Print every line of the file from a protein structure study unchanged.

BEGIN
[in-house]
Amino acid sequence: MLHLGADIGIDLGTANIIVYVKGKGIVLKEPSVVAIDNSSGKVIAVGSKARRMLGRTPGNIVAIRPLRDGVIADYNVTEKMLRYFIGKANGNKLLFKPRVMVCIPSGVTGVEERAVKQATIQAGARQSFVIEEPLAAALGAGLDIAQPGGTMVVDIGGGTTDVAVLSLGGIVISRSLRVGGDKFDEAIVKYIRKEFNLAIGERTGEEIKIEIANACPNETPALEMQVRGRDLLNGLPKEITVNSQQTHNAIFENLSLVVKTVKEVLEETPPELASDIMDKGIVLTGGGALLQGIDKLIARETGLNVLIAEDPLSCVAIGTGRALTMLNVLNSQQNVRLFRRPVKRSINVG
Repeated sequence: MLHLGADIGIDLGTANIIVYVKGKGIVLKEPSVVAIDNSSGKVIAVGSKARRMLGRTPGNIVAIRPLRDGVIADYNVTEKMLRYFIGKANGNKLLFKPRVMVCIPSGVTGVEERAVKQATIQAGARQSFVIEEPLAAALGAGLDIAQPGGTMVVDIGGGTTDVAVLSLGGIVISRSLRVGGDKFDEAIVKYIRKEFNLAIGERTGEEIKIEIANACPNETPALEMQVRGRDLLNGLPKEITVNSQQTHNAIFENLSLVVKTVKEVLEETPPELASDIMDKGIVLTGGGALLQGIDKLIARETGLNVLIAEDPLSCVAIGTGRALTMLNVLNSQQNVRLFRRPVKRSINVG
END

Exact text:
[in-house]
Amino acid sequence: MLHLGADIGIDLGTANIIVYVKGKGIVLKEPSVVAIDNSSGKVIAVGSKARRMLGRTPGNIVAIRPLRDGVIADYNVTEKMLRYFIGKANGNKLLFKPRVMVCIPSGVTGVEERAVKQATIQAGARQSFVIEEPLAAALGAGLDIAQPGGTMVVDIGGGTTDVAVLSLGGIVISRSLRVGGDKFDEAIVKYIRKEFNLAIGERTGEEIKIEIANACPNETPALEMQVRGRDLLNGLPKEITVNSQQTHNAIFENLSLVVKTVKEVLEETPPELASDIMDKGIVLTGGGALLQGIDKLIARETGLNVLIAEDPLSCVAIGTGRALTMLNVLNSQQNVRLFRRPVKRSINVG
Repeated sequence: MLHLGADIGIDLGTANIIVYVKGKGIVLKEPSVVAIDNSSGKVIAVGSKARRMLGRTPGNIVAIRPLRDGVIADYNVTEKMLRYFIGKANGNKLLFKPRVMVCIPSGVTGVEERAVKQATIQAGARQSFVIEEPLAAALGAGLDIAQPGGTMVVDIGGGTTDVAVLSLGGIVISRSLRVGGDKFDEAIVKYIRKEFNLAIGERTGEEIKIEIANACPNETPALEMQVRGRDLLNGLPKEITVNSQQTHNAIFENLSLVVKTVKEVLEETPPELASDIMDKGIVLTGGGALLQGIDKLIARETGLNVLIAEDPLSCVAIGTGRALTMLNVLNSQQNVRLFRRPVKRSINVG